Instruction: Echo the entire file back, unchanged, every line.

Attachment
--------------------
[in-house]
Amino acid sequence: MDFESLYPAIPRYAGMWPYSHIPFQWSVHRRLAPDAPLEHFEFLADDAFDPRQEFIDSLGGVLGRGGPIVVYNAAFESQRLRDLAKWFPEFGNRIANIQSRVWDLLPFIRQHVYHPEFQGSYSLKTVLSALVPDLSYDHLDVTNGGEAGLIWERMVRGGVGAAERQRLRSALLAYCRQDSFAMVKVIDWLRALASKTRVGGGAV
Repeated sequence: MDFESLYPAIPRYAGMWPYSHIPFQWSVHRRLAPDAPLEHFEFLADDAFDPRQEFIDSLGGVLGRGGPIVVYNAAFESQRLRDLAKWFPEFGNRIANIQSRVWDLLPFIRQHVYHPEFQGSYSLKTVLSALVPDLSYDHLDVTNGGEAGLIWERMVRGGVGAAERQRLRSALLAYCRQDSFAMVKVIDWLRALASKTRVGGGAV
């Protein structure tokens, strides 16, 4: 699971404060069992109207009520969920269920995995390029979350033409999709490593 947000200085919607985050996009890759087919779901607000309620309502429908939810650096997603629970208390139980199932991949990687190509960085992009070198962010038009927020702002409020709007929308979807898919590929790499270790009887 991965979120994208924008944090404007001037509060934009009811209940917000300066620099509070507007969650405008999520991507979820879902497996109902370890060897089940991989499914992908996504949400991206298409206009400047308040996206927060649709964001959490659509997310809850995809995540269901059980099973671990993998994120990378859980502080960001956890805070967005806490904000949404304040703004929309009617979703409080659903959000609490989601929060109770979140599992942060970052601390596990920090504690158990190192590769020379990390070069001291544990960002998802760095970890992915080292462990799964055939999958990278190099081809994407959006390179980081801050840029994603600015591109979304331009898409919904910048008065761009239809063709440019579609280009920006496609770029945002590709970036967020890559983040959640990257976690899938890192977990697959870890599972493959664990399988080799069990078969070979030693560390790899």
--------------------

[in-house]
Amino acid sequence: MDFESLYPAIPRYAGMWPYSHIPFQWSVHRRLAPDAPLEHFEFLADDAFDPRQEFIDSLGGVLGRGGPIVVYNAAFESQRLRDLAKWFPEFGNRIANIQSRVWDLLPFIRQHVYHPEFQGSYSLKTVLSALVPDLSYDHLDVTNGGEAGLIWERMVRGGVGAAERQRLRSALLAYCRQDSFAMVKVIDWLRALASKTRVGGGAV
Repeated sequence: MDFESLYPAIPRYAGMWPYSHIPFQWSVHRRLAPDAPLEHFEFLADDAFDPRQEFIDSLGGVLGRGGPIVVYNAAFESQRLRDLAKWFPEFGNRIANIQSRVWDLLPFIRQHVYHPEFQGSYSLKTVLSALVPDLSYDHLDVTNGGEAGLIWERMVRGGVGAAERQRLRSALLAYCRQDSFAMVKVIDWLRALASKTRVGGGAV
């Protein structure tokens, strides 16, 4: 699971404060069992109207009520969920269920995995390029979350033409999709490593 947000200085919607985050996009890759087919779901607000309620309502429908939810650096997603629970208390139980199932991949990687190509960085992009070198962010038009927020702002409020709007929308979807898919590929790499270790009887 991965979120994208924008944090404007001037509060934009009811209940917000300066620099509070507007969650405008999520991507979820879902497996109902370890060897089940991989499914992908996504949400991206298409206009400047308040996206927060649709964001959490659509997310809850995809995540269901059980099973671990993998994120990378859980502080960001956890805070967005806490904000949404304040703004929309009617979703409080659903959000609490989601929060109770979140599992942060970052601390596990920090504690158990190192590769020379990390070069001291544990960002998802760095970890992915080292462990799964055939999958990278190099081809994407959006390179980081801050840029994603600015591109979304331009898409919904910048008065761009239809063709440019579609280009920006496609770029945002590709970036967020890559983040959640990257976690899938890192977990697959870890599972493959664990399988080799069990078969070979030693560390790899």